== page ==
Will your franchise win in the NEV wars? Part 1: Seven global carmakers compared – The Questions

This entry is part 1 of 1 in the series New Energy Vehicles

Whatever your business in the automotive supply chain – whether you’re a supplier, OEM or distributor – all motor industry businesses face some momentous business decisions linked to the transition to new energy vehicles (NEV’s). While manufacturers consider the existential threats arising from transition timing, investment, regulatory and technology issues, dealers too have threats to consider. NEV’s generate a much reduced after-market value chain, for example which will lower earnings for everyone. Both OEMs and dealers face the question of how NEV’s will be distributed – direct or via a dealer network. Tesla are pioneering direct distribution and, it would be surprising if every vehicle maker wasn’t assessing the same option. The twin threats of direct distribution and ever-reducing after market earnings are stark for dealers around the globe. This series of posts looks at the profitability of seven global car makers under three scenarios: slow, moderate and fast transition to EV’s. In each scenario five changes are made to forecast the impact on OEM volumes and profitability over the next thirty years. Read on through this series of posts if you;d like to know which OEMs are at the most risk and where their pressure points are.

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Part 2. Eden or New Jerusalem: The Roadmap

This entry is part 2 of 2 in the series Climate Emergency

Politicians are under pressure to speed up the transition to zero-emission vehicles and a carbon-free economy. Ardent climate activists want legislation enshrined to remove greenhouse gas emissions by 2025. Why not? The climate scientists say that, without these ambitious timelines, the world is committed to irreversible climate change. However, right they are, there are still substantial technical problems to be resolved to switch to a green economy without destroying the livelihoods of countless people. This post describes just a few of the efforts that governments, scientists and engineers have been working on for almost two decades. While research from centres in the EU, US, UK and China is described, there are hundreds more groups working to solve the technical problems posed by the ‘green revolution’. Sadly, science takes time as well as money. That’s why we don’t yet have a cure for cancer, which is a much smaller scale problem by comparison. Unfortunately, the world now has a surfeit of climate scientists who have been working on describing greenhouse gases for over 70 years ; it doesn’t have a surplus of electronics and technological geniuses who can solve it. Those who can are working on it. Moreover, the apparently neat solution of battery electric vehicles (BEV’s) may not be the ‘silver bullet’ that activists and politicians hope for. Engineers think that multiple solutions may be needed working in combination. We need ambitious targets, not reckless ones..and we need time to work on them.

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Car owning vs. car sharing: which will make a lasting impact on car dealer profitability?

Since the Millennium consultancies have been reporting that young, urbanites in the Triad markets (USA, China and the EU) have a growing appetite for car sharing solutions, such as ride hailing and car sharing. Those in the developing markets of China, India and south-east Asia are also less emotionally attached to car ownership. Adding into the mix the trend towards urbanization and concerns for global warming, it’s no surprise that some predict that these factors will lead to falling car sales and a squeeze on margins for car dealers. Zipcar claim that each car added to their fleet removes six cars from private ownership. What if the predictions are right? What if they’re wrong? Read on and find out.

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Emissions KPI’s: Which ones really count?

Like most business people, we’re familiar with key performance ratios such as production, sales and profit targets. But, when we’re told that our favourite calculations might be missing an important factor, we ask, “How can that be?” That’s where automotive production and distribution managers find themselves today. They measured production, sales and profits accurately, but not correctly. They missed one crucial item. They measured vehicle tailpipe emissions and watched them fall year on year. But, the calculation excluded the social costs of the vehicle’s contribution to air pollution and climate change, which have been evident for the last 50 years. Now, under the principle of ‘the polluter should pay”, vehicle manufacturers and distributors should expect some significant new policies,regulations and costs as governments try to clean up the environmental mess and avoid further damage. This post looks at what those policies and costs might be in the coming years for both vehicle makers and their distributors.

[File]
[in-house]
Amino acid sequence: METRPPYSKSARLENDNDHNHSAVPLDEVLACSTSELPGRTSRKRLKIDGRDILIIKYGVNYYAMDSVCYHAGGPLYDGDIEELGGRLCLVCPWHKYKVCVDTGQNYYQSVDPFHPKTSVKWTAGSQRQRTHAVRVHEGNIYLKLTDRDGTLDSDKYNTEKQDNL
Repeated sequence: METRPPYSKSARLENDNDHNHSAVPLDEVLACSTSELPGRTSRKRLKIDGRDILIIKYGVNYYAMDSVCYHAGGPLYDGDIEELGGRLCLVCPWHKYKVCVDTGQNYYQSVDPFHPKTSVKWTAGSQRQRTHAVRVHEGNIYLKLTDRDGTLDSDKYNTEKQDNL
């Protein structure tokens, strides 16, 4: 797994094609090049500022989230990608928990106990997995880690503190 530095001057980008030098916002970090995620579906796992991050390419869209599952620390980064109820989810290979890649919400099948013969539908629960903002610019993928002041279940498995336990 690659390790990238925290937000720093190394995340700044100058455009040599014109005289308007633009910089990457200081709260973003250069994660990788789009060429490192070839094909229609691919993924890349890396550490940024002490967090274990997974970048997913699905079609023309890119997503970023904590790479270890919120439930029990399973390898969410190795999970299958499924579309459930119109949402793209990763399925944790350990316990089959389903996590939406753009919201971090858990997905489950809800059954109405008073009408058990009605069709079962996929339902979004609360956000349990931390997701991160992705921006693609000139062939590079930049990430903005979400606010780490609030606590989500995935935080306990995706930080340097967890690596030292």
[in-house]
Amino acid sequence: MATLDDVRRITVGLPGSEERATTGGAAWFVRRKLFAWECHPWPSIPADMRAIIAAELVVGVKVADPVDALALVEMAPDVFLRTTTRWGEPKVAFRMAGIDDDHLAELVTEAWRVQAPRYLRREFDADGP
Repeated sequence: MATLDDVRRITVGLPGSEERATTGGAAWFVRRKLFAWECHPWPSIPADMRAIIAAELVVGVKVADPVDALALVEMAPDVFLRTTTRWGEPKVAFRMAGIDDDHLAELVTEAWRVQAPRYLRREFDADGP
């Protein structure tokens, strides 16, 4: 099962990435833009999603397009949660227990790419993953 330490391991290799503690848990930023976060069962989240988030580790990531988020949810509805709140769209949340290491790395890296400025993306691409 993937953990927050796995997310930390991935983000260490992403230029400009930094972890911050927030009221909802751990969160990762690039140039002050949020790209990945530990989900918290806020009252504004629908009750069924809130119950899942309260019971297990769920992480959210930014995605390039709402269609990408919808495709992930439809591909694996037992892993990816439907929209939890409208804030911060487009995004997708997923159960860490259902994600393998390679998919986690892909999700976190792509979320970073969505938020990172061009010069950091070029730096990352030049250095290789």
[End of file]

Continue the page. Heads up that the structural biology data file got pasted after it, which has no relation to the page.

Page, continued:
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Seven Global Car Maker’s KPI’s Part 4: Liquidity and Debt

This entry is part 5 of 5 in the series 7 Global Car Makers 2017

click on an image or table to enlarge.   Financial management in a global carmaker is more complex than most. Carmakers commonly manage both global industrial businesses and global finance companies at the same time. They make vehicles and most finance vehicle purchase and leasing as well. As a result, managing large flows of cash and debt, and the risks associated with them, is their daily activity. How do we know if they are sound? The financial resilience of a business stems from a combination of the risks linked to three core financial concepts – liquidity, solvency and debt. Liquidity and solvency are often coupled but mean two different things. Liquidity is a firm’s ability to pay its debt obligations when they fall due. Debt obligations can be in any amount, but the key factors in liquidity remain the same: cash and timing. Solvency is a broader concept that measures if the value of the firm’s assets is equal to or greater than its liabilities. It makes two balance sheet¬†measurements: One, are total assets greater than total liabilities? Two, are current assets greater than current liabilities? Debt, for businesses, takes many forms, from ‘plain vanilla’ term loans and mortgages through to bonds and complex structured financial instruments, but they too have common features: a repayment schedule; a cost; a consequence and a risk. To start with analysts assess these core financial concepts using ratios. Two common ones are Current Ratio and Financial Leverage. If either of these gives unusual results, they lead to more ratios used to uncover further facts. So, how well did our 7 car makers do against these two ratios? Current Ratio (Current Assets/Current Liabilities): In 2016 BMW’s Current Ratio returned to its long term average for the last decade of 0.98:1. It rose in 2009, when […]